Published online by Cambridge University Press: 06 July 2010
Revealed preference (RP) or market data are commonly used by economic, marketing and transport analysts to estimate models that explain discrete choice behaviour, as discussed in chapter 2. Such data may have substantial amounts of noise that are the result of many influences, e.g., measurement error. In contrast, stated preference (SP) or choice (SC) data are generated by some systematic and planned design process in which the attributes and their levels are pre-defined without measurement error and varied to create preference or choice alternatives. Similarly, RP choices can be measured with relatively little (if any) error when direct observation is possible (e.g., one can record brands chosen by consumers in supermarkets, or modes chosen by travellers in the act of making trips). However, an individual's self-report of a choice ‘actually’ made is likely to be uncertain, and the uncertainty or noise probably increases as the time between the actual choice and the report of that choice increases. Additionally, SP and SC responses are ‘stated’ and not actual, and hence are uncertain because individuals may not actually choose the alternatives that they say they will/would.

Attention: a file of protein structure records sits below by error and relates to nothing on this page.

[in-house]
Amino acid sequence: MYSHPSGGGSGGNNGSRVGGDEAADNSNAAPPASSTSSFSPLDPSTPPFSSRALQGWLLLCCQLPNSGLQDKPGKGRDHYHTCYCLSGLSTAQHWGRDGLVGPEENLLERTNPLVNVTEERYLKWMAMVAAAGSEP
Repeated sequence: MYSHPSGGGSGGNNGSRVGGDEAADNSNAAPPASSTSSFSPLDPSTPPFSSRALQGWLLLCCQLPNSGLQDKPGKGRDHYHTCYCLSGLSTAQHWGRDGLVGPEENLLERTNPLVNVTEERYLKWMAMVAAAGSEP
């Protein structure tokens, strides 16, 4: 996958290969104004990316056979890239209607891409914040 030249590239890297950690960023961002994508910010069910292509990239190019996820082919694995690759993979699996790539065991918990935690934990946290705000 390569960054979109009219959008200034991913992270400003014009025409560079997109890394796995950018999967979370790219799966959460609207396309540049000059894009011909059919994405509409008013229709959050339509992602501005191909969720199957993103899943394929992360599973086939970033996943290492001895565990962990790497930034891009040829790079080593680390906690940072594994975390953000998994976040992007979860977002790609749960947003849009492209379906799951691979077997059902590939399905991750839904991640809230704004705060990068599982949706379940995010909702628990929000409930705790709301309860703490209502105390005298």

In later chapters we will discuss the benefits of combining RP and SC data to take advantage of their strengths and (we hope) minimise their individual weaknesses. Before doing so, we have to introduce a set of analytical tools that provide the building blocks for the design of choice experiments.
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